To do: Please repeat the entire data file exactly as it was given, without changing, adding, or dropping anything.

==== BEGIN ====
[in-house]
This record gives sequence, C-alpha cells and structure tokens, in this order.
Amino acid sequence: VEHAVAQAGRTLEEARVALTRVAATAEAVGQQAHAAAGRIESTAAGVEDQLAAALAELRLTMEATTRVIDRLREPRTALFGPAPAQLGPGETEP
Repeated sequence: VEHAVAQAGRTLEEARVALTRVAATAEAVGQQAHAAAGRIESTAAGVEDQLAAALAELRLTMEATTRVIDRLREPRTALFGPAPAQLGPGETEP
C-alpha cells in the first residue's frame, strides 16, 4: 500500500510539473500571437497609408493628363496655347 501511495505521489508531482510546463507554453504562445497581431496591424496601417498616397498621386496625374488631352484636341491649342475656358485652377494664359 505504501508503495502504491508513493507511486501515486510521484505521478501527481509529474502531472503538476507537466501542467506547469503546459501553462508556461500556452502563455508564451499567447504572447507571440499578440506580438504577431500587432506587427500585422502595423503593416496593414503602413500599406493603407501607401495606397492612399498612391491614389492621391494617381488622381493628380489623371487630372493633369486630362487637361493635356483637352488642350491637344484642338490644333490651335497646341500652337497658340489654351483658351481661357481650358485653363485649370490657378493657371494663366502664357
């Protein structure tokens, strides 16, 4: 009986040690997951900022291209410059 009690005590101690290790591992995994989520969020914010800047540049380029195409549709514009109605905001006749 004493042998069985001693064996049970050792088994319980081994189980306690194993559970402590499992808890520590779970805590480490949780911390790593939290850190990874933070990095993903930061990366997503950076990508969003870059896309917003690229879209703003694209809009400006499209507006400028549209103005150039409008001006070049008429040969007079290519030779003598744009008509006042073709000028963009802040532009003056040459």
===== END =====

[in-house]
This record gives sequence, C-alpha cells and structure tokens, in this order.
Amino acid sequence: VEHAVAQAGRTLEEARVALTRVAATAEAVGQQAHAAAGRIESTAAGVEDQLAAALAELRLTMEATTRVIDRLREPRTALFGPAPAQLGPGETEP
Repeated sequence: VEHAVAQAGRTLEEARVALTRVAATAEAVGQQAHAAAGRIESTAAGVEDQLAAALAELRLTMEATTRVIDRLREPRTALFGPAPAQLGPGETEP
C-alpha cells in the first residue's frame, strides 16, 4: 500500500510539473500571437497609408493628363496655347 501511495505521489508531482510546463507554453504562445497581431496591424496601417498616397498621386496625374488631352484636341491649342475656358485652377494664359 505504501508503495502504491508513493507511486501515486510521484505521478501527481509529474502531472503538476507537466501542467506547469503546459501553462508556461500556452502563455508564451499567447504572447507571440499578440506580438504577431500587432506587427500585422502595423503593416496593414503602413500599406493603407501607401495606397492612399498612391491614389492621391494617381488622381493628380489623371487630372493633369486630362487637361493635356483637352488642350491637344484642338490644333490651335497646341500652337497658340489654351483658351481661357481650358485653363485649370490657378493657371494663366502664357
């Protein structure tokens, strides 16, 4: 009986040690997951900022291209410059 009690005590101690290790591992995994989520969020914010800047540049380029195409549709514009109605905001006749 004493042998069985001693064996049970050792088994319980081994189980306690194993559970402590499992808890520590779970805590480490949780911390790593939290850190990874933070990095993903930061990366997503950076990508969003870059896309917003690229879209703003694209809009400006499209507006400028549209103005150039409008001006070049008429040969007079290519030779003598744009008509006042073709000028963009802040532009003056040459």